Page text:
Wednesday, February 6, 2008

What do we expect the Bible to do for us?

I have found that in my early Christian experience I had put too much hope in the Bible. What is it that evangelicals expect the Bible to do? What is it that evangelicals expect the Bible to be for them? We trust God, but there seems to be this implicit inference that one shows that they are trusting God precisely by trusting the Bible. Should this be? I don't think so. God is not the Bible, the Bible is not God. People say to me that the Bible does so much for them because the Bible is God's Word. I respond that it seems to me that they are acting as if the Bible is God. They rely on the Bible in the way that I try to rely on God. What historical development made this bait-and-switch possible and even plausible to begin with? Anti-clericalism drives people to individual Bible study, just Jesus and me via the Bible. That might have something to do with it. But lately I've had occasion to reflect on some of the Vollenhoven reading I did while at ICS. I wonder how influential that trajectory of thought is for modern conservative, inerrantist, American evangelicalism. The old theoretical vision of a "Calvinistic philosophy" may be what helps perpetuate the inerrantist expectation of the Bible, even to this day:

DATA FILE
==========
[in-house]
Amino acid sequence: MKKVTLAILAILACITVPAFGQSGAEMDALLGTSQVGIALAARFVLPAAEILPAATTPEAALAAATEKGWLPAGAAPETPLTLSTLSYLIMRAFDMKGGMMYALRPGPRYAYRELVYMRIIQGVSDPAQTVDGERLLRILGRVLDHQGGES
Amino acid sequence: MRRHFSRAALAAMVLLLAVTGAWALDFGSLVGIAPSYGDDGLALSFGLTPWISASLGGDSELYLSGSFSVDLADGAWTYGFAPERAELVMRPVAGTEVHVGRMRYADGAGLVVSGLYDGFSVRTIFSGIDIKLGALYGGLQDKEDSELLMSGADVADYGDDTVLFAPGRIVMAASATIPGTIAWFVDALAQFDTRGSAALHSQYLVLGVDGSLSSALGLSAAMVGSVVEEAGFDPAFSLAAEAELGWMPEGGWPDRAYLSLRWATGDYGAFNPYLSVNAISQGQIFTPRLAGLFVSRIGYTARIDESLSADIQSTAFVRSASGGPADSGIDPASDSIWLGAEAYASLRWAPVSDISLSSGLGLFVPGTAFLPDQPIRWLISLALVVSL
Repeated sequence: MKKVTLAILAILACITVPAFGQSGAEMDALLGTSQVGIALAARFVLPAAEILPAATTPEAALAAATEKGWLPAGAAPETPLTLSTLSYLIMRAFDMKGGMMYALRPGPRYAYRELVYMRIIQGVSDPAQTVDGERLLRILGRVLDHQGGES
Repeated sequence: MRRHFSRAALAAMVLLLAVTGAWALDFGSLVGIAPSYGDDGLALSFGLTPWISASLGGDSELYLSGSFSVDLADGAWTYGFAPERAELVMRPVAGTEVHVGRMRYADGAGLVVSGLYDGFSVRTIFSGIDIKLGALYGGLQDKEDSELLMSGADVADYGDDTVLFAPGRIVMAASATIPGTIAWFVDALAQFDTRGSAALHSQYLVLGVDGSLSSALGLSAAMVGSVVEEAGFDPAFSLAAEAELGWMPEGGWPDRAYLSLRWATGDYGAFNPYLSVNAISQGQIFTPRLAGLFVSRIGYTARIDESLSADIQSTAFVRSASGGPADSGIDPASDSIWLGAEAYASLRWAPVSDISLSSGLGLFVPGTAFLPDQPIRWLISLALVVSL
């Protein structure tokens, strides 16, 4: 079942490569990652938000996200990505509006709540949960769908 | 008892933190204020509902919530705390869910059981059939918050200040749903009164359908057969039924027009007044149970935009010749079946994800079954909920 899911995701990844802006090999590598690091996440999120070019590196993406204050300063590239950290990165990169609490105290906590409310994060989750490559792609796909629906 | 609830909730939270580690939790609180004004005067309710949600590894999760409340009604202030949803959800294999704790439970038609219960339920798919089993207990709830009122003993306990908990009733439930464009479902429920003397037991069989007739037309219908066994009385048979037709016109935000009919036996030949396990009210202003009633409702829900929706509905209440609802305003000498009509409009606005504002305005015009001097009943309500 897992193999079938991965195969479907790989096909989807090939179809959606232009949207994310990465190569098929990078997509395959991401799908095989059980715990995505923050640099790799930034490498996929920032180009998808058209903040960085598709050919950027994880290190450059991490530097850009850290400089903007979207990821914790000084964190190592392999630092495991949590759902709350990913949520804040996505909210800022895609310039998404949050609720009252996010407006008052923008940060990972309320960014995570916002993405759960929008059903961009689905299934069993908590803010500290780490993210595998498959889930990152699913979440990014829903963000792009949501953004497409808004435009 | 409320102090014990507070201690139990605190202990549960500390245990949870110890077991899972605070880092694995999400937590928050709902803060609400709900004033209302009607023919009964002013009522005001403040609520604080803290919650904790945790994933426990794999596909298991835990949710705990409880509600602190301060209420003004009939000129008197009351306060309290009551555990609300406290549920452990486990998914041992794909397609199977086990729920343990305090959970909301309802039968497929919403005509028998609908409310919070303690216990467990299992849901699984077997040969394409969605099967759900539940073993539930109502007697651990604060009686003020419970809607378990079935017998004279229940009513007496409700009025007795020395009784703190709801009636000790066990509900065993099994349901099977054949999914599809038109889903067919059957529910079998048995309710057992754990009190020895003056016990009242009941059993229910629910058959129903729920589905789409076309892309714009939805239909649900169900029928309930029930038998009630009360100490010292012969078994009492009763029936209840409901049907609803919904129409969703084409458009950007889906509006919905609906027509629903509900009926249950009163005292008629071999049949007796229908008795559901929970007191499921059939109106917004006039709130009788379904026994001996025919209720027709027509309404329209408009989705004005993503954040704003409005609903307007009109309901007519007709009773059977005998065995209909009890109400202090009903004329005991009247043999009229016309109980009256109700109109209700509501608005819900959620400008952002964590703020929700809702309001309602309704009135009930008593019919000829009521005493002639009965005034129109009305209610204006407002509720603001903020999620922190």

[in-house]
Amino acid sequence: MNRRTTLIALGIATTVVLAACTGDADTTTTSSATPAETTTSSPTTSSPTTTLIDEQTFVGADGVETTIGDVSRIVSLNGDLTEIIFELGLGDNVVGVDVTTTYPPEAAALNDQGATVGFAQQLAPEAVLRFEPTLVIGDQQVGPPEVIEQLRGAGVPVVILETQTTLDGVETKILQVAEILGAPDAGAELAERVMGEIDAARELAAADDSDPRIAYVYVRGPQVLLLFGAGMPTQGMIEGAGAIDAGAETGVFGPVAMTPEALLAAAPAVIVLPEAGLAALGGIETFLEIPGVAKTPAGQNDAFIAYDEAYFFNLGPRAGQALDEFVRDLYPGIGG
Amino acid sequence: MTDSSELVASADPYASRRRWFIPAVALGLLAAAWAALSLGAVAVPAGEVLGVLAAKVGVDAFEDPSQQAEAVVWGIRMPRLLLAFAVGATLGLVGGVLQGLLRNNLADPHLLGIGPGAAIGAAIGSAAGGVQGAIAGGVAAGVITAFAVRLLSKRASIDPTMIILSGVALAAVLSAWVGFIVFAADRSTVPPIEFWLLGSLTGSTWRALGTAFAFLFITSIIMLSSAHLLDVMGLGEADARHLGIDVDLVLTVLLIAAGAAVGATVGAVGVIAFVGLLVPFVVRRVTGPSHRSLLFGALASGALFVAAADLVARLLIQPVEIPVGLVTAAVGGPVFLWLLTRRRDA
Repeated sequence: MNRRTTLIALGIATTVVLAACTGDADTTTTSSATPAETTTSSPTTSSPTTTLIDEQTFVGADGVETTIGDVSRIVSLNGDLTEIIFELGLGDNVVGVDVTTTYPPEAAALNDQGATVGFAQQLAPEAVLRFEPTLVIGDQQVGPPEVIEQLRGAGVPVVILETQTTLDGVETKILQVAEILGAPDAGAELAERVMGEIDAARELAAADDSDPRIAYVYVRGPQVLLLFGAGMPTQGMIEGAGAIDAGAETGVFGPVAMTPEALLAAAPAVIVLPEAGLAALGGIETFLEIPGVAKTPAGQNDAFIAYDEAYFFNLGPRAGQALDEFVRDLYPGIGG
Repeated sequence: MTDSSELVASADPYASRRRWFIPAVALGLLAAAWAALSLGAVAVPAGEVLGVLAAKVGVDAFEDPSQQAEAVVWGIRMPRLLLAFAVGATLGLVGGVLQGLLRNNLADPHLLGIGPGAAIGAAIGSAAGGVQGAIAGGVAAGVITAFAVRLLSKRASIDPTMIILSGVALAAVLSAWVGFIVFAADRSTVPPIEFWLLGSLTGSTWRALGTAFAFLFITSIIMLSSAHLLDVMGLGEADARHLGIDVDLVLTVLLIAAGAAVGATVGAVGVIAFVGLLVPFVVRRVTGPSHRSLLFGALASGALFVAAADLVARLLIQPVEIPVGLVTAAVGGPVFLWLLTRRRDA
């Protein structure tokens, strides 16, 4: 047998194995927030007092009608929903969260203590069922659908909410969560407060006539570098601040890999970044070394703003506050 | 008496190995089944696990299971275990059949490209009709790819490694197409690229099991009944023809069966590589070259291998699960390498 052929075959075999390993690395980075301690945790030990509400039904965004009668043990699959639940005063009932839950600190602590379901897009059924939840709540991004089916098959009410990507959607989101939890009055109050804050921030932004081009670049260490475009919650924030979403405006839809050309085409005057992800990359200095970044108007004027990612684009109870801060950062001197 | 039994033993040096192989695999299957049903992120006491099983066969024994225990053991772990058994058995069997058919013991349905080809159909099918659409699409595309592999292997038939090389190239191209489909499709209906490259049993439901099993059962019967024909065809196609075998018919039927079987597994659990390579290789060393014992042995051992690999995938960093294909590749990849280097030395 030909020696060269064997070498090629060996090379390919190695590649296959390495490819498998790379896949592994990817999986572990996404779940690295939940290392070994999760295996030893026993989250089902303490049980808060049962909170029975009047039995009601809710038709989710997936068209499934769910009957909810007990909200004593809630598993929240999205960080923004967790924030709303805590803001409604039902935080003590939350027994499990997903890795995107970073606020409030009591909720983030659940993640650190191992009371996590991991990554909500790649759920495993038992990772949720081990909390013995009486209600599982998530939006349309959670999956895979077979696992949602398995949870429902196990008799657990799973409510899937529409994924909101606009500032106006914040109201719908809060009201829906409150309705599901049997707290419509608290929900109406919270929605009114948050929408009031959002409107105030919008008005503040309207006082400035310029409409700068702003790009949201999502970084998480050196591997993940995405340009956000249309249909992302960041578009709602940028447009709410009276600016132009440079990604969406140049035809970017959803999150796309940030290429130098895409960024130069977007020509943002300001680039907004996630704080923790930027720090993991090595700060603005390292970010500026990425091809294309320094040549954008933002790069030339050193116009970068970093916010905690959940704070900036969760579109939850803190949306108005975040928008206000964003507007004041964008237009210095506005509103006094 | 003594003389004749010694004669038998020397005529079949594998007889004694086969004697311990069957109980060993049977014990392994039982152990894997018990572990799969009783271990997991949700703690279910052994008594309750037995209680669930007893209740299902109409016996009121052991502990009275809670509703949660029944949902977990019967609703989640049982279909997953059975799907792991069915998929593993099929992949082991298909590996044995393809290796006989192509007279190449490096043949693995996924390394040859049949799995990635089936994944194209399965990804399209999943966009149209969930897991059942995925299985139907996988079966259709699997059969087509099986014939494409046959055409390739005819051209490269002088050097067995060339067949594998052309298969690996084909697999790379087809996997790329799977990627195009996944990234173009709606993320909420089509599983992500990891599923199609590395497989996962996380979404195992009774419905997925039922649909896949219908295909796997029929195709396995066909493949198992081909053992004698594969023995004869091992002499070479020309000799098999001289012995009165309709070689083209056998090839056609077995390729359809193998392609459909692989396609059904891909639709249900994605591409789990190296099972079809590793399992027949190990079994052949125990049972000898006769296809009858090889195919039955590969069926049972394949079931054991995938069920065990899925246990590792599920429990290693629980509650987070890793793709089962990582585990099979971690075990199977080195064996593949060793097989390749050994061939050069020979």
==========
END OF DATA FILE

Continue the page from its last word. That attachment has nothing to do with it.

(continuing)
"Philosophy investigates the cosmos as a whole. But to grasp this object of knowledge as a whole and in its formal unity, one must be able to grasp it from the outside, i.e. transcendently. This truth is unfortunately not always acknowledged. As a member of a mob you cannot command a view of it, but the outsider, the bystander, can; human personality is unintelligible from the 'view-point' of a blood corpuscle, however much this corpuscle may have travelled through all parts of the human body; the beauty of a painting can never be 'enjoyed' by one of its paint-patches. Likewise the ultimate meaning, significance and unity of cosmic reality can never be understood from a mere human viewpoint, i.e. as long as man (as a part of it) views it 'from the inside', from a cosmically immanent standpoint. The whole is more than the sum of its parts—(this truth enjoys a widespread acknowledgment to-day)—and the whole cannot be understood from the viewpoint of one or of more of its parts. When, however, the whole is grasped from a transcendent point of view, the ultimate meaning of every part is revealed at the same time. To understand the cosmic universe as a unique whole as well as in its parts there must be a transcendent source of knowledge supplying the necessary transcendent point of view—the necessary (philosophical) point of Archimedes. Such a transcendent revelation can only be given by a transcendent Personality —by God. The Calvinist maintains that this necessary condition is fulfilled by the Bible, the genuine Verbum Dei." (H.G. Stoker, "The Possibility of a Calvinistic Philosophy,” The Evangelical Quarterly 7 (1935): 20,

The Bible paid it all, all to it I owe; Sin had left a crimson stain, it washed it white as snow.